Why Your Favorite Foods Taste So Good
How do we decide what we like to eat? And why, in my case, does it feel like heaven is in my mouth?
As far back as I can remember, I’ve experienced the world primarily through my mouth. When I was young, I used to scramble up to the kitchen counter to consume slice after slice of warm, homemade bread slathered in salty butter. My first bite into a gingersnap was a revelation, the crisp shell giving way to the chewy, aromatic center by the simple movement of tongue and jaw. My sense of taste felt extrasensory–a superpower meant for more than mere sustenance. Reeling in bliss, I felt perversely grateful that something–one thing–could give me so much pleasure.
Not everyone has the same experience. Our sense of taste is complex. But whether you’re the average person with 4000 taste buds or a super taster with nearly 10,000, it all starts with chemical reactions.
We sense the five basic tastes–sweet, salty, bitter, sour, and umami-through chemoreceptors in our tastebuds. Tastebuds are located primarily on our tongue, but they are also sprinkled all over our mouth, digestive system, and even testes, although those taste receptors aren’t connected to your brain.
Each chemoreceptor has its own unique sensitivity, making some able to taste more salty than sweet and others, more sour than bitter. Some sense combinations of tastes, like whatever Sour Patch kids are. But basic taste is just the foundation.
There is also the way food feels in our mouths. Temperature matters (consider cold pizza or hot ice cream.) As does texture. (Crunchy tastes different than chewy. Just ask bacon. And potato chips.) We have receptors for these other sensations all over our mouths as well.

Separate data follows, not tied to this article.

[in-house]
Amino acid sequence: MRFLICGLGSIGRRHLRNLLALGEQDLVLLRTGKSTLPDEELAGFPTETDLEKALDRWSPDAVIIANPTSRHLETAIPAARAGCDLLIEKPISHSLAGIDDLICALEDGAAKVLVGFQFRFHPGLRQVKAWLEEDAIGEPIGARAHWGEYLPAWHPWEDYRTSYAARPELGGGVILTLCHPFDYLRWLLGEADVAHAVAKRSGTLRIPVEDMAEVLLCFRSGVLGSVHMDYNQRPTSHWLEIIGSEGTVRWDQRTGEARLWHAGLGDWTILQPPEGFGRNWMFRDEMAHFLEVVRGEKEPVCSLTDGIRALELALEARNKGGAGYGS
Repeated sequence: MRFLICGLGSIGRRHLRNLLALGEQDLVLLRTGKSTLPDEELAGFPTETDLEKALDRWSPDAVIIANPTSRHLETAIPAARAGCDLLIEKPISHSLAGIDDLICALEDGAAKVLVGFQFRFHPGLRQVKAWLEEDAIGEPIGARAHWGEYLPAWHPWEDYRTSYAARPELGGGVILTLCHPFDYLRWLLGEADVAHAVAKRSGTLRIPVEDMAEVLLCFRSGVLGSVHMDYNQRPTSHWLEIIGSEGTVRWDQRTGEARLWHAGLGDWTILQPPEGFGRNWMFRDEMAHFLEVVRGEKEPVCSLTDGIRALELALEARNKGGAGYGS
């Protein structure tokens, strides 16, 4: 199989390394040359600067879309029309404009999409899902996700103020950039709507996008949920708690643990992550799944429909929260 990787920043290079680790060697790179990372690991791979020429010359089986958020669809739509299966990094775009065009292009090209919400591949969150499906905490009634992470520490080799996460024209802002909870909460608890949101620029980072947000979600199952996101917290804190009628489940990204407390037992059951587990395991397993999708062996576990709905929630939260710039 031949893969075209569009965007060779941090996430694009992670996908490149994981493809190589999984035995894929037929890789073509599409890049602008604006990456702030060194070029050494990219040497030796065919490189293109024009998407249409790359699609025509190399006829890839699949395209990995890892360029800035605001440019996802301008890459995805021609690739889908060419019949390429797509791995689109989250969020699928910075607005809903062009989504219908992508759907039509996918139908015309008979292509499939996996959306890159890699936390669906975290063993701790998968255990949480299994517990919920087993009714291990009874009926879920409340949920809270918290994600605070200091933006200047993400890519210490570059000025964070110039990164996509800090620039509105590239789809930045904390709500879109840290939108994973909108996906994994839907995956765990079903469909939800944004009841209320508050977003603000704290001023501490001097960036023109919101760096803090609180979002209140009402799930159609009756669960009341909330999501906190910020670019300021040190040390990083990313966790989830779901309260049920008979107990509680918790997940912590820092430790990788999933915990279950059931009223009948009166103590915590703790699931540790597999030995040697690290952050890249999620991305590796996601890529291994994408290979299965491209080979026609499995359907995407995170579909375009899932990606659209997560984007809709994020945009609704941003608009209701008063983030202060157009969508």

The five tastes with differing intensity levels combined with all the other sensations provide us with endless combinations.
But wait. There’s more.
Taste is really a combination of nearly all our senses. Our nose adds flavor by way of smell, and flavor is, arguably, the most important part. When you chew, aroma molecules go up your nose through the back of your throat where they activate odor receptors. There are almost 400 kinds of those, helping us distinguish Morbier from Comte and Merlot from a good Pinot Noir. Our eyes and ears play a part too, by sensing how food looks and the way it sounds when we chew. Imagine eating yellow blueberries or quiet Rice Crispies. Neither can I.
All this talk of stimulating receptors may sound super complicated and sciencey, but the real question is this: How do we decide what we like to eat? And why, in my case, does it feel like heaven is in my mouth?